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Timing Electric Motors

by Paul Michaelson.

Timing Electric Motors

Let's talk about timing your electric motor. Why? Well suppose you have a nice new Astro Cobalt 15 and you have been using it in an aerobatic plane. Then you decide to put it in a nice big sailplane with a gear box. Geared motors turn the opposite direction direct drive motors turn. You have to re-time the motor to allow it produce the same astounding output you got before. This is due to the fact that the motor had been timed for anti-clockwise rotation. Now when you run the motor the other direction, the timing will be way off. If you have just installed new brushes or other parts like a new armature you should re-time the motor. You can also change the timing to alter the way the motor runs. If you advance the timing the motor will put out more power at less efficiency and run hotter. Some people like to fine tune the timming to get the exact trade off of efficiency and power they want. On the other hand if you run the motor with retarded timing the motor will not produce the power it is supposed to. For all of these reasons (and a few more) you need to know how to time your electric motor.

For the remainder of this article I will use the Astro Cobalt motor as an example. But this applies to any electric motor with adjustable timing. People do modify motors that provide the user with no easy way to adjust the timing. But I feel that hacking up "can" motors is beyond the scope of this article.

The Astro Cobalt motors are very easy to time. All you have to do is loosen the two screws on the end of the motor that the shaft sticks out on. Then just rotate the magnet housing (the black part) the correct amount and re-tighten the screws. But how much is the right amount? Also which direction do you turn the magnet housing? Let me try to answer these questions.

To start out we need a current measuring device, one that is capable of measuring the high amperages that these motors draw. I am not going to describe how to connect an amp meter here so read the manual if you need to. Once you have the meter connected you can measure the amount of current that the motor is drawing and use that as an indication of timing. Timing is best set by measuring the current the motor draws when free running. By this I mean with no load on the motor. So remove props or anything else from the motor shaft.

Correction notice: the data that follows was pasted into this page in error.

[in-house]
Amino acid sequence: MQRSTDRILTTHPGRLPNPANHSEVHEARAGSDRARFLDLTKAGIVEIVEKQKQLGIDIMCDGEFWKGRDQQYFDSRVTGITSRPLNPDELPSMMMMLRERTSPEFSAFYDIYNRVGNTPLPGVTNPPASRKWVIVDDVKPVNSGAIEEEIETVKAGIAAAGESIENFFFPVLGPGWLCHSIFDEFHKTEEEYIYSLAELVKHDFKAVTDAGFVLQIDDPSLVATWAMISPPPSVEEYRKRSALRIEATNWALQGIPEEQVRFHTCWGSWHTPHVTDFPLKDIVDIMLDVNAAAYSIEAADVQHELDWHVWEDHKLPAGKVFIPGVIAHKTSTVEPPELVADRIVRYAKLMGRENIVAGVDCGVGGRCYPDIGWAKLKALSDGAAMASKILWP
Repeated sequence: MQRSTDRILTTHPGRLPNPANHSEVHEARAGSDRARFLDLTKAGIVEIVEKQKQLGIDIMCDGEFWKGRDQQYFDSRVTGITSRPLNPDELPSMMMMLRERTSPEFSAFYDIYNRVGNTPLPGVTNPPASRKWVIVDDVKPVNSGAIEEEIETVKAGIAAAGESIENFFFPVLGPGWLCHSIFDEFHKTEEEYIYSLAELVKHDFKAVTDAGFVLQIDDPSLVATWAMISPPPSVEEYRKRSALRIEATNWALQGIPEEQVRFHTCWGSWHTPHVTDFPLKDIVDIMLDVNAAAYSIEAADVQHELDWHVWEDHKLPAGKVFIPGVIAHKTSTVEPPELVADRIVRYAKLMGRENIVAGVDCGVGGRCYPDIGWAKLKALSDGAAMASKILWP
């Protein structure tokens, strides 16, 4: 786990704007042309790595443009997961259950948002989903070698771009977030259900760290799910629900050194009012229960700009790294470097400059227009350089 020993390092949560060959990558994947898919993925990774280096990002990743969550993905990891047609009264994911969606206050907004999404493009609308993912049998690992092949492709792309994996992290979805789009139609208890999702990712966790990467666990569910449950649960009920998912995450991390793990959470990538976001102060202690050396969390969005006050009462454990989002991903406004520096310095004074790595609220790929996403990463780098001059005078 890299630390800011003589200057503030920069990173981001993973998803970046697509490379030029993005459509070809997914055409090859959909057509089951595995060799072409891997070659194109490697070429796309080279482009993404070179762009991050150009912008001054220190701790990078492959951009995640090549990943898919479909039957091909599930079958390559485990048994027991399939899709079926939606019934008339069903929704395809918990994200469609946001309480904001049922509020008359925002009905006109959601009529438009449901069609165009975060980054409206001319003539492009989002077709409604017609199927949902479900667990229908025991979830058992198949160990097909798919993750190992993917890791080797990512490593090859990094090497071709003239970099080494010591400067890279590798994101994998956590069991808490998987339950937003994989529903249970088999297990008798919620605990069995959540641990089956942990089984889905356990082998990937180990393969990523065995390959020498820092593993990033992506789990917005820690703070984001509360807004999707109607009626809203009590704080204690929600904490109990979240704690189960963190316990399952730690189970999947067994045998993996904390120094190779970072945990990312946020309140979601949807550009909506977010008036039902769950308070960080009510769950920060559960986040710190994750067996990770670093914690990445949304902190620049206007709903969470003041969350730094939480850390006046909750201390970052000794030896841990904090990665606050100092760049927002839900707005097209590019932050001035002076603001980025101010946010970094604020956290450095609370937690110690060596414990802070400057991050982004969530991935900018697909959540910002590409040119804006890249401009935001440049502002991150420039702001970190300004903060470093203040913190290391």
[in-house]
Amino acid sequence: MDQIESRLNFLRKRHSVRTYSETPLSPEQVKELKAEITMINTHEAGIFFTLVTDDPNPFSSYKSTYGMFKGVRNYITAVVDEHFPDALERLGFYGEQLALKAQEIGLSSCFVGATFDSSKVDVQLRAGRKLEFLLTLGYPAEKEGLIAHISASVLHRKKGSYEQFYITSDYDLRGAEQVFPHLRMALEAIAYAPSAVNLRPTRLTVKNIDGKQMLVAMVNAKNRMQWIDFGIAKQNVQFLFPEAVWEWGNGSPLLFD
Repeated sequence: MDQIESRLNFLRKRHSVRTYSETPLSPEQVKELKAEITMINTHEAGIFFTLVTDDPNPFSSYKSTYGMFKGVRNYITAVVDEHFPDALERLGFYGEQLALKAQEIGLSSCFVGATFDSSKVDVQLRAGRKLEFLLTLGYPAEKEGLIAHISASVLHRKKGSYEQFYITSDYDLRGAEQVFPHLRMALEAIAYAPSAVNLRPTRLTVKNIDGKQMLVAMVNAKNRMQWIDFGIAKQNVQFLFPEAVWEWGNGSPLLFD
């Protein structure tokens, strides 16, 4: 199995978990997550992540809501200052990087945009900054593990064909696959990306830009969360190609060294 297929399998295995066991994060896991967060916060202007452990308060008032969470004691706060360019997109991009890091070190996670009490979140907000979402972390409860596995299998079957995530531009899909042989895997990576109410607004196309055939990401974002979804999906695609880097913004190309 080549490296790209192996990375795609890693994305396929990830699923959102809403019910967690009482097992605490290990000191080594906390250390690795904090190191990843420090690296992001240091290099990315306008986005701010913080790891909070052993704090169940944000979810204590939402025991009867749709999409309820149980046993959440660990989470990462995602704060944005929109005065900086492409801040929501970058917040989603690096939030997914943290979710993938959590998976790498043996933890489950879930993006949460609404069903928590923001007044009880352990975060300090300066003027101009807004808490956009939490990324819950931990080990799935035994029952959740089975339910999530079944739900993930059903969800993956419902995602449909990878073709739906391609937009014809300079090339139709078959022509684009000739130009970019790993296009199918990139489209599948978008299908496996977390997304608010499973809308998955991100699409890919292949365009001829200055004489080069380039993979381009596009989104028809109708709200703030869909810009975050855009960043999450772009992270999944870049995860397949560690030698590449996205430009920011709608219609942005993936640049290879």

The first thing to do is to find the "neutral" point. This is the point where the motor draws the least current. Hook up your meter and run the motor at normal operating voltage. Now rotate the magnet housing until you find the point where the motor draws the least current. I often put a small mark on the motor here. It is nice to have a mark to use as a reference. Now all you have to do is to rotate the magnet housing in the direction of motor rotation until you reach the desired current draw and timing.

Astro states that the best mix of power, brush life, and efficiency, will all be found at the same point! This is 2 to 4 amps above the free running neutral point current. Remember to set timing with the motor running free. This means without ANY prop or other load! For standard motors use 2 amps and for FAI type "winds" use 4 amps. Once you have found the timing point you desire, just tighten the case screws and you are done.

Astro motors have two sets of screw holes in the brush housing. The left hand holes are for direct drive and the right hand holes are for geared motors. Please remember to use the correct set of holes. This is important if you are going from direct drive to a geared set up.

If you are timing a motor other than an Astro, you can use the same procedure to set the timing. Just remember that the best timing point will not be the same as an Astro motor, so you will have to "find" the best timing setting. If your motor does not come with instructions for timing it, then try to find the point where you get the longest run times without sacrificing power. Remember that as timing is advanced power will also increase. BUT if you go too far the efficiency will suffer the motor will run hot and you will get short runs due to the poor efficiency. Soon you will find a point at which you get the most power and longest runs. Measure the free running current when you have found this point so you can just set it next time with an amp meter.

If you keep your motor properly timed you will always get the astounding performance and reliability that has made electric flying so much fun.

Good lift, and safe landings.....

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